State's retiree benefit liability shrinks

Different assumptions, not Maryland's actions, cut figure by $5.5 billion

January 27, 2007|By Andrew A. Green | Andrew A. Green,Sun reporter

The good news is Maryland's long-term liability for retiree health benefits might not be nearly so big as the $20 billion lawmakers thought last year.

The bad news, actuaries told legislators yesterday, is the state is still on the hook for about $14.5 billion in benefits.

The change isn't because of any action the state has taken since a first set of consultants estimated a $20 billion liability last year, but rather because a new set of actuaries from Buck Consultants made different assumptions about how many retirees will be enrolled in the plans.

"This issue is a moving target, and I think we still don't fully understand and appreciate the implications for what this means to the state," said Sen. Ulysses E. Currie, the chairman of the Budget and Taxation Committee.

A decision three years ago by the nonprofit Government Accounting Standards Board means Maryland, along with state and local governments nationwide, will be forced for the first time to list the liability for the retirement health benefits it has promised current and former workers in the budget that begins July 1.

The state is not required to do anything beyond listing the liability on its balance sheet, but Wall Street bond rating agencies have indicated that they will treat the liability like any other debt and could downgrade the credit-worthiness of states that don't address their obligations.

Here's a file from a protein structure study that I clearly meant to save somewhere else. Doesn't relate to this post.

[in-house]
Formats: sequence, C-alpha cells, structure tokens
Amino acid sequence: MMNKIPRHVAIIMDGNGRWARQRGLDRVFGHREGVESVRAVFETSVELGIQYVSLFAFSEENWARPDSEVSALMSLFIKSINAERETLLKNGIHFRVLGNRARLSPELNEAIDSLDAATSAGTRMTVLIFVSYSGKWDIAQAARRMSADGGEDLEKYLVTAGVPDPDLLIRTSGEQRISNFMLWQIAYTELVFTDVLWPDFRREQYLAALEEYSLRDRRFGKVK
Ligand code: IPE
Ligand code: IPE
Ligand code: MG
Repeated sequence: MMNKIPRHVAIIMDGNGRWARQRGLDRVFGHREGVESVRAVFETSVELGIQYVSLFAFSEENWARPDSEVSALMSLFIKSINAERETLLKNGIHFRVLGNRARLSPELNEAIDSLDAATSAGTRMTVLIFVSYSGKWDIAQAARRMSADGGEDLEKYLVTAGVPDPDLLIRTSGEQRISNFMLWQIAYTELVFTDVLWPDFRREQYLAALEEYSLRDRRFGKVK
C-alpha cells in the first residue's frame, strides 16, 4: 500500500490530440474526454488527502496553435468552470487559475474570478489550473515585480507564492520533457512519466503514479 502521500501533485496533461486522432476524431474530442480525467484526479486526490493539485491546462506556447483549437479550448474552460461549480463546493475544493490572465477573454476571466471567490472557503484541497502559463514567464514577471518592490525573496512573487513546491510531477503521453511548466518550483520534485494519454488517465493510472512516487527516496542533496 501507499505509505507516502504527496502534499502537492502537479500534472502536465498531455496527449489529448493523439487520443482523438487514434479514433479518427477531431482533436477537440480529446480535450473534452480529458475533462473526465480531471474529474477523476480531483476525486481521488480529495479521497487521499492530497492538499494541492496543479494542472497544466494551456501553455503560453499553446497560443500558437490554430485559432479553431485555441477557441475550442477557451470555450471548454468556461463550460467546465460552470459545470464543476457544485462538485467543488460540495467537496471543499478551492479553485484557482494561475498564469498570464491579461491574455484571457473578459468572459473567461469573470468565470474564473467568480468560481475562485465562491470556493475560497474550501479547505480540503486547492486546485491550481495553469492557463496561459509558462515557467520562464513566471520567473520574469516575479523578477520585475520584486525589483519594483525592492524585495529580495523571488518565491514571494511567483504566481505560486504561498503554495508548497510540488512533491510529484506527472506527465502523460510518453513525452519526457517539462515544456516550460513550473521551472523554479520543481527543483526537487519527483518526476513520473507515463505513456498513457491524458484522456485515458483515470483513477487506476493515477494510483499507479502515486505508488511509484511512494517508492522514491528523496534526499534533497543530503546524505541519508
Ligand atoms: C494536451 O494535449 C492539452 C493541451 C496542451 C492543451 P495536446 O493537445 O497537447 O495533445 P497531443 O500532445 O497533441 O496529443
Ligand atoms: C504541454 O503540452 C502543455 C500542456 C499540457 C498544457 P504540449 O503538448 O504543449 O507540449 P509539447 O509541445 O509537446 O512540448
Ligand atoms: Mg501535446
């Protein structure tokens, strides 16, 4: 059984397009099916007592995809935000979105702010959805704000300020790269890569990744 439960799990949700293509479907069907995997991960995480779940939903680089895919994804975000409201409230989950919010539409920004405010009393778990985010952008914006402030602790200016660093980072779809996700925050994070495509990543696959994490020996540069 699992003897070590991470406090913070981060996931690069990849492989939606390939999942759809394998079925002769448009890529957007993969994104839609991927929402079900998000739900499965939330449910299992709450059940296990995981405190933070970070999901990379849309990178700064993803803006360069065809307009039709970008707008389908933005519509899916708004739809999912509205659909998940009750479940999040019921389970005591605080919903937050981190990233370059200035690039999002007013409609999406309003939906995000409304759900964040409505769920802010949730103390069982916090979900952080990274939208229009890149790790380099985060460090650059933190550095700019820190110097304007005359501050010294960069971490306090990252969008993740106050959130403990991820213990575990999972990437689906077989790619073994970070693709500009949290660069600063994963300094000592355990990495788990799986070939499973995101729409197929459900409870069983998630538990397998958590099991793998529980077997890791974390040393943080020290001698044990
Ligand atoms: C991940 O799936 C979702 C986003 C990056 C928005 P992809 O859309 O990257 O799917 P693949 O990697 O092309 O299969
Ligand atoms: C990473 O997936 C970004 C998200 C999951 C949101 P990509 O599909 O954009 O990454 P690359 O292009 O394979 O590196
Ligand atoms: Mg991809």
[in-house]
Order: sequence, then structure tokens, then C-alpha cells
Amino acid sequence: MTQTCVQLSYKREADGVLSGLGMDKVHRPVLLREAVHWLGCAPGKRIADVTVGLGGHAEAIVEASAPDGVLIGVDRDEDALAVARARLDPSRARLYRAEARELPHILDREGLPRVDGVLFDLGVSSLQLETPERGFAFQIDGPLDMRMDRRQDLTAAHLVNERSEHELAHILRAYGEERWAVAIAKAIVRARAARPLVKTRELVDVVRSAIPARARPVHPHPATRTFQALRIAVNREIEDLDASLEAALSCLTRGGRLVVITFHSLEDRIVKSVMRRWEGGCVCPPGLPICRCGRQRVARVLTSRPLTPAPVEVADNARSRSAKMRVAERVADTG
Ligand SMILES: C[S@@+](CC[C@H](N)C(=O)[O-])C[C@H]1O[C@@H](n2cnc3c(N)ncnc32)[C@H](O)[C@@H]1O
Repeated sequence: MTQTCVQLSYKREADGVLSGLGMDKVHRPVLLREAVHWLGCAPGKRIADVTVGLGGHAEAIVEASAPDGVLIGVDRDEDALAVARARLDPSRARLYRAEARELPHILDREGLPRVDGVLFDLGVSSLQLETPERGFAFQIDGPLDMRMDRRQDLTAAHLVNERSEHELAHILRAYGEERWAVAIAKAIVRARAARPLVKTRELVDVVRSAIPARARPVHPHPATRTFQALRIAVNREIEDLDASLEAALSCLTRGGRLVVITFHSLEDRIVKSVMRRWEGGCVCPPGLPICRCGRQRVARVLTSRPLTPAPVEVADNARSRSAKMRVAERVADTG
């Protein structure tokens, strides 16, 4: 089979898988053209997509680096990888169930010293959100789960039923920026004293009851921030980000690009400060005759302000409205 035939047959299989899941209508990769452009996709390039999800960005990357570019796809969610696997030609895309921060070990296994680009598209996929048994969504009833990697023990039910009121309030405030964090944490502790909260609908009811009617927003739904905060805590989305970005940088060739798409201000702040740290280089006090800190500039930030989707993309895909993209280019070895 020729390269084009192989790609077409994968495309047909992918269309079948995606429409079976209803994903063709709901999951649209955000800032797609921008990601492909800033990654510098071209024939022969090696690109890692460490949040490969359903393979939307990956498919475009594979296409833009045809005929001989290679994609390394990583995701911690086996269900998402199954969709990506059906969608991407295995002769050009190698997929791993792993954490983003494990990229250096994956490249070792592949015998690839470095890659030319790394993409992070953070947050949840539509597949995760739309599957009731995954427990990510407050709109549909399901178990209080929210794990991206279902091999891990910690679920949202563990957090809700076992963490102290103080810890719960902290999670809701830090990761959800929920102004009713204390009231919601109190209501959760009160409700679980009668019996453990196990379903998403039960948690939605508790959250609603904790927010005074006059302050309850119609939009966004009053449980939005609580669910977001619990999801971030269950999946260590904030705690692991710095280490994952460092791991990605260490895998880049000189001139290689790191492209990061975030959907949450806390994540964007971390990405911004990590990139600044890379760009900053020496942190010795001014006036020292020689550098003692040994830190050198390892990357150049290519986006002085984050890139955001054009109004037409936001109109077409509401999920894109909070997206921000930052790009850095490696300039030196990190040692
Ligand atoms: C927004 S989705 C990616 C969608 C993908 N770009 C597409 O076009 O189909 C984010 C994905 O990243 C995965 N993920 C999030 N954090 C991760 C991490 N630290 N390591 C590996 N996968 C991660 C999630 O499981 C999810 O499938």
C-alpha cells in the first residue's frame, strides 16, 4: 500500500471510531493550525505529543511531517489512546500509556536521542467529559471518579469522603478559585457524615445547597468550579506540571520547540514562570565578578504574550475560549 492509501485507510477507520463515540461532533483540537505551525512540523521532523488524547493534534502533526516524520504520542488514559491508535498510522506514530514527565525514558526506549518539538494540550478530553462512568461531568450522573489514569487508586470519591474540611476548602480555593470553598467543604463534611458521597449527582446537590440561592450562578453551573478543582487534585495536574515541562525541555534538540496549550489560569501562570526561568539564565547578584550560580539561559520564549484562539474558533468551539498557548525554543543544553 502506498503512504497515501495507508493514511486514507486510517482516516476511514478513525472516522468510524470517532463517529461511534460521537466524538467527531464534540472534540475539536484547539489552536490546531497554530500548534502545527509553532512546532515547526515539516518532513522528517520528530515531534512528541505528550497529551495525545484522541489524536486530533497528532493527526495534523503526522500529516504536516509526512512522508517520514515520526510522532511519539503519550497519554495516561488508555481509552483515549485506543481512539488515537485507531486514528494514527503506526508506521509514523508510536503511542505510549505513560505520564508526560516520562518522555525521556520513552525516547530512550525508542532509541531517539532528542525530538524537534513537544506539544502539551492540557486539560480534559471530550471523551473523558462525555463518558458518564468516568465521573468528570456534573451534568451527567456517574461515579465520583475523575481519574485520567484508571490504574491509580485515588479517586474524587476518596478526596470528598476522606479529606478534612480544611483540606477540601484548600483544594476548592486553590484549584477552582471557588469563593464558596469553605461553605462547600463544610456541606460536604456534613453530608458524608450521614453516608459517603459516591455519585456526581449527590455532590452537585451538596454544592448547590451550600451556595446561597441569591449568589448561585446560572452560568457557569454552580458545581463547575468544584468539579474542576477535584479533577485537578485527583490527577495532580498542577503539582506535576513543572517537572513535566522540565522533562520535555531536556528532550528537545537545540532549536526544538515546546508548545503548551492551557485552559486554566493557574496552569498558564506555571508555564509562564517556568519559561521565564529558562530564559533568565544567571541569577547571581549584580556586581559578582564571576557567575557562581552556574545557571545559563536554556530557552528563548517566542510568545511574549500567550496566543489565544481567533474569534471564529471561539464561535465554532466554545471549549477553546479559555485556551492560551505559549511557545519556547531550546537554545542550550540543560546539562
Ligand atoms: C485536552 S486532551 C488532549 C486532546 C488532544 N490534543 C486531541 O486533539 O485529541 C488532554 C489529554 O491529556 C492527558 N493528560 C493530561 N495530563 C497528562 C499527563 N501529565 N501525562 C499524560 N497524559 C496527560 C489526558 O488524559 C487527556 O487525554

Maryland is one of a handful of states with a AAA bond rating, a distinction that saves taxpayers millions in interest costs. The state put away $100 million last year as a down payment on addressing the costs, and Gov. Martin O'Malley has proposed setting aside another $100 million next year.

Some of the new assumptions the Buck actuaries made corrected what they thought were errors in the previous analysis, and in other cases they simply reflected different guesses about how many current workers will take advantage of the benefits.

Legislators who attended the briefing said they came away with a sense that the way states need to look at these liabilities isn't settled.

For example, a large part of the liability stems from prescription drug benefits, but the current standards do not take into account the Medicare prescription drug plan the federal government enacted in 2003.

"There's an awful lot of assumptions and rules we have not been advised of that we'll be able to work through and find creative ways to deal with this," said Del. Mary-Dulany James of Harford County, co-chairwoman of a committee that examined the issue. "We're going to have to stand up for ourselves and push back on some of these things."

Lawmakers and fiscal analysts said that if the state's ultimate goal is to maintain its bond rating, all it needs to do is handle the liability at least as well as other states do.

State Treasurer Nancy K. Kopp, who attended the briefing, said Maryland's liability does appear on a per-capita basis to be larger than in many other states. Some don't offer health benefits to retirees at all. Maryland got an earlier start in dealing with the problem than many states, Kopp said, but now they are catching up, meaning Maryland will have to take further action to maintain its fiscal position.

"I believe we are in good shape in terms of our bond rating," Kopp said. "But a lot of other A or AA [rated] states don't have programs, or don't have programs like ours, so it does mean [rating agencies] are going to be looking at us perhaps more critically than they have in the past."

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